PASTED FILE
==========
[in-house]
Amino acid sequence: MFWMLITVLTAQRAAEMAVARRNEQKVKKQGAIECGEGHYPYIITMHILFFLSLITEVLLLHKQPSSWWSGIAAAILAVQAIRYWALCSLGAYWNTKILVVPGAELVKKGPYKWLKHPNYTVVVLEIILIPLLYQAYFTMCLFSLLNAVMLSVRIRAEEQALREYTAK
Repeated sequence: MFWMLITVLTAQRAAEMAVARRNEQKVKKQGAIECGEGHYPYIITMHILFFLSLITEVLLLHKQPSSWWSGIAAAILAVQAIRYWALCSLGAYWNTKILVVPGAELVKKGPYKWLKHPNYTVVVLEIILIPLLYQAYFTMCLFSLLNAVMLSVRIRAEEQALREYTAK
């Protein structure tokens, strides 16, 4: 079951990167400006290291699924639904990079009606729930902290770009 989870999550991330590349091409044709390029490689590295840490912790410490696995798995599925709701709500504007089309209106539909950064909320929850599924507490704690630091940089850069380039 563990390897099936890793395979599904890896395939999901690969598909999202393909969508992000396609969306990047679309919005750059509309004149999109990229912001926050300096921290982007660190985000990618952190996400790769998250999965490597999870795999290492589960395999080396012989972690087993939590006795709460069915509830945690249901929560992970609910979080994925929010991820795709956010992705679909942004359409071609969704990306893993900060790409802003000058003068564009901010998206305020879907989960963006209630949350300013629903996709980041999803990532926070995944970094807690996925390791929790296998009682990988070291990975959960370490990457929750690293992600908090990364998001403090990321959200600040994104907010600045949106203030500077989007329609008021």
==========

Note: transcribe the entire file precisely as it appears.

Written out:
[in-house]
Amino acid sequence: MFWMLITVLTAQRAAEMAVARRNEQKVKKQGAIECGEGHYPYIITMHILFFLSLITEVLLLHKQPSSWWSGIAAAILAVQAIRYWALCSLGAYWNTKILVVPGAELVKKGPYKWLKHPNYTVVVLEIILIPLLYQAYFTMCLFSLLNAVMLSVRIRAEEQALREYTAK
Repeated sequence: MFWMLITVLTAQRAAEMAVARRNEQKVKKQGAIECGEGHYPYIITMHILFFLSLITEVLLLHKQPSSWWSGIAAAILAVQAIRYWALCSLGAYWNTKILVVPGAELVKKGPYKWLKHPNYTVVVLEIILIPLLYQAYFTMCLFSLLNAVMLSVRIRAEEQALREYTAK
């Protein structure tokens, strides 16, 4: 079951990167400006290291699924639904990079009606729930902290770009 989870999550991330590349091409044709390029490689590295840490912790410490696995798995599925709701709500504007089309209106539909950064909320929850599924507490704690630091940089850069380039 563990390897099936890793395979599904890896395939999901690969598909999202393909969508992000396609969306990047679309919005750059509309004149999109990229912001926050300096921290982007660190985000990618952190996400790769998250999965490597999870795999290492589960395999080396012989972690087993939590006795709460069915509830945690249901929560992970609910979080994925929010991820795709956010992705679909942004359409071609969704990306893993900060790409802003000058003068564009901010998206305020879907989960963006209630949350300013629903996709980041999803990532926070995944970094807690996925390791929790296998009682990988070291990975959960370490990457929750690293992600908090990364998001403090990321959200600040994104907010600045949106203030500077989007329609008021």